My Name Is Lucy Barton : a Novel by Elizabeth Strout

Call# Fiction Strout

Lucy Barton is recovering slowly from what should have been a simple operation. Her mother, to whom she hasn’t spoken for many years, comes to see her. Gentle gossip about people from Lucy’s childhood in Amgash, Illinois, seems to reconnect them, but just below the surface lie the tension and longing that have informed every aspect of Lucy’s life: her escape from her troubled family, her desire to become a writer, her marriage, her love for her two daughters. Knitting this powerful narrative together is the brilliant storytelling voice of Lucy herself: keenly observant, deeply human, and truly unforgettable.

Sing, Unburied, Sing : a Novel by Jesmyn Ward

Call# Fiction Ward

Jojo and his toddler sister, Kayla, live with their grandparents, Mam and Pop, and the occasional presence of their drug-addicted mother, Leonie, on a farm on the Gulf Coast of Mississippi. Leonie is simultaneously tormented and comforted by visions of her dead brother, which only come to her when she's high. Mam is dying of cancer; and quiet, steady Pop tries to run the household and teach Jojo how to be a man. When the white father of Leonie's children is released from prison, she packs her kids and a friend into her car and sets out across the state for Parchman farm, the Mississippi State Penitentiary, on a journey rife with danger and promise.

The Sisters Chase by Sarah Healy

Call# Fiction Healy

"A gripping novel about two sisters who are left homeless by their mother's death and the lengths the fierce older sister will go to protect her beloved young charge. The hardscrabble Chase women--Mary, Hannah, and their mother Diane--have been eking out a living running a tiny seaside motel that has been in the family for generations, inviting trouble into their lives for just as long.Eighteen-year-old Mary Chase is a force of nature: passionate, beautiful, and free-spirited. Her much younger sister, Hannah, whom Mary affectionately calls "Bunny," is imaginative, her head full of the stories of princesses and adventures that Mary tells to give her a safe emotional place in the middle of their troubled world. But when Diane dies in a car accident, Mary discovers the motel is worth less than the back taxes they owe. With few options, Mary's finely tuned instincts for survival kick in. As the sisters begin a cross-country journey in search of a better life, she will stop at nothing to protect Hannah. But Mary wants to protect herself, too, for the secrets she promised she would never tell--but now may be forced to reveal--hold the weight of unbearable loss. Vivid and suspenseful, The Sisters Chase is a whirlwind page-turner about the extreme lengths one family will go to find--and hold onto--love"--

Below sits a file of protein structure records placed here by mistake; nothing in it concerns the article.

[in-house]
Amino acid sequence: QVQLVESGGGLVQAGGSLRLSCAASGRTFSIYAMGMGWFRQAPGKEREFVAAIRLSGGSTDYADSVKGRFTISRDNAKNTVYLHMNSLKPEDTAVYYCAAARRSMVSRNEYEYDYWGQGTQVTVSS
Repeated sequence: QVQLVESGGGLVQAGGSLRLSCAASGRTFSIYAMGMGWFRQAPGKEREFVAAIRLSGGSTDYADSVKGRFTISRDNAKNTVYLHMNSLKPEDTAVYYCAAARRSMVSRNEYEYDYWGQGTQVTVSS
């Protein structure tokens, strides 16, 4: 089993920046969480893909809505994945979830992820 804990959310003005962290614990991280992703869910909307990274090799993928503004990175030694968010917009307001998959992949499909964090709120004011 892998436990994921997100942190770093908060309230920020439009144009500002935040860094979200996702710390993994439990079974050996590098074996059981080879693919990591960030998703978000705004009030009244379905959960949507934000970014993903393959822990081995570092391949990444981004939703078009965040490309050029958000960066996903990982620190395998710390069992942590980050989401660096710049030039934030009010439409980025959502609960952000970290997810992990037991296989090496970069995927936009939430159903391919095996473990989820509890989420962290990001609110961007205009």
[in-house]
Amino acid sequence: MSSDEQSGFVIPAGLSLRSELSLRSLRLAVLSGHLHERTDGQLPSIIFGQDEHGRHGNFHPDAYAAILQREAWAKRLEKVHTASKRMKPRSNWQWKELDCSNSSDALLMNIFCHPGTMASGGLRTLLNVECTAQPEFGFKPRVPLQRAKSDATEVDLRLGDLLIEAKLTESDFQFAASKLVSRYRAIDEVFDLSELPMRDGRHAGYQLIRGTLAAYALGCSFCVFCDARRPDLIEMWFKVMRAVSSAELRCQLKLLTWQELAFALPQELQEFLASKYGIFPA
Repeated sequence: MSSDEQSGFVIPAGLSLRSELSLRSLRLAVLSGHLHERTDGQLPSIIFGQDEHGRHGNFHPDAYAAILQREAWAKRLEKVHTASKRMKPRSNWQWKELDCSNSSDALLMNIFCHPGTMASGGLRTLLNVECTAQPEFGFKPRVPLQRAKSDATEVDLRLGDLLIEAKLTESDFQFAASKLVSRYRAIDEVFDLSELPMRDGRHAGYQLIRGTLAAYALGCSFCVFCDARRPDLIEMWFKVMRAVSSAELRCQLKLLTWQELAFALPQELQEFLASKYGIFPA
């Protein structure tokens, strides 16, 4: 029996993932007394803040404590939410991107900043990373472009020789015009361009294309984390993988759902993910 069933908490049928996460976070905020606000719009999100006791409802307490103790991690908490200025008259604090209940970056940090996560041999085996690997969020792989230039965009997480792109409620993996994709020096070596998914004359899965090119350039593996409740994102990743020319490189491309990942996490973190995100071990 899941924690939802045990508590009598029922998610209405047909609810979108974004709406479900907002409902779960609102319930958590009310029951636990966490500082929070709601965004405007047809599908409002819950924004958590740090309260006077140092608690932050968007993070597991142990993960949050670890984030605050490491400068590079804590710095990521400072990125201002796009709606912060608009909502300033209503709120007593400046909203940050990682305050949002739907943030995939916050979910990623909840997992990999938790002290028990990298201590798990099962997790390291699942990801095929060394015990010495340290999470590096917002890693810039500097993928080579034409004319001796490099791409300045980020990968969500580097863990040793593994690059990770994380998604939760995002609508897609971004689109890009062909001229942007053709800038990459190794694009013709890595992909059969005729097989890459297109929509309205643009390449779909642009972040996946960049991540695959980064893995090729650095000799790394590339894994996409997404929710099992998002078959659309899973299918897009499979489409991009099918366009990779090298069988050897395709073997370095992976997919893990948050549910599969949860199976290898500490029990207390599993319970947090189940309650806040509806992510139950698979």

The Twelve Tribes of Hattie by Ayana Mathis

Call# Fiction Mathis

In 1923, fifteen-year-old Hattie Shepherd flees Georgia and settles in Philadelphia, hoping for a chance at a better life. Instead, she marries a man who will bring her nothing but disappointment and watches helplessly as her firstborn twins succumb to an illness a few pennies could have prevented. Hattie gives birth to nine more children whom she raises with grit and mettle and not an ounce of the tenderness they crave. She vows to prepare them for the calamitous difficulty they are sure to face in their later lives, to meet a world that will not love them, a world that will not be kind. Captured here in twelve narrative threads, their lives tell the story of a mother's monumental courage and the journey of a nation.

Poverty & Homelessness Nonfiction

Behind the Beautiful Forevers by Katherine Boo

Call# 305.569 Boo

The dramatic and sometimes heartbreaking story of families striving toward a better life in one of the twenty-first century's great, unequal cities. In this fast-paced book, based on three years of uncompromising reporting, a bewildering age of global change and inequality is made human. Annawadi is a makeshift settlement in the shadow of luxury hotels near the Mumbai airport, and as India starts to prosper, Annawadians are electric with hope. Abdul, a reflective and enterprising Muslim teenager, sees fortune in the recyclable garbage of richer people. Asha, a woman of formidable wit and deep scars from a rural childhood, has identified an alternate route to the middle class: political corruption. And even the poorest Annawadians, like Kalu, a fifteen-year-old scrap-metal thief, believe themselves inching closer to good times. But then, as the tenderest individual hopes intersect with the greatest global truths, the true contours of a competitive age are revealed.--From publisher description.

Evicted : Poverty and Profit in the American City by Matthew Desmond

Call# 339.46 Des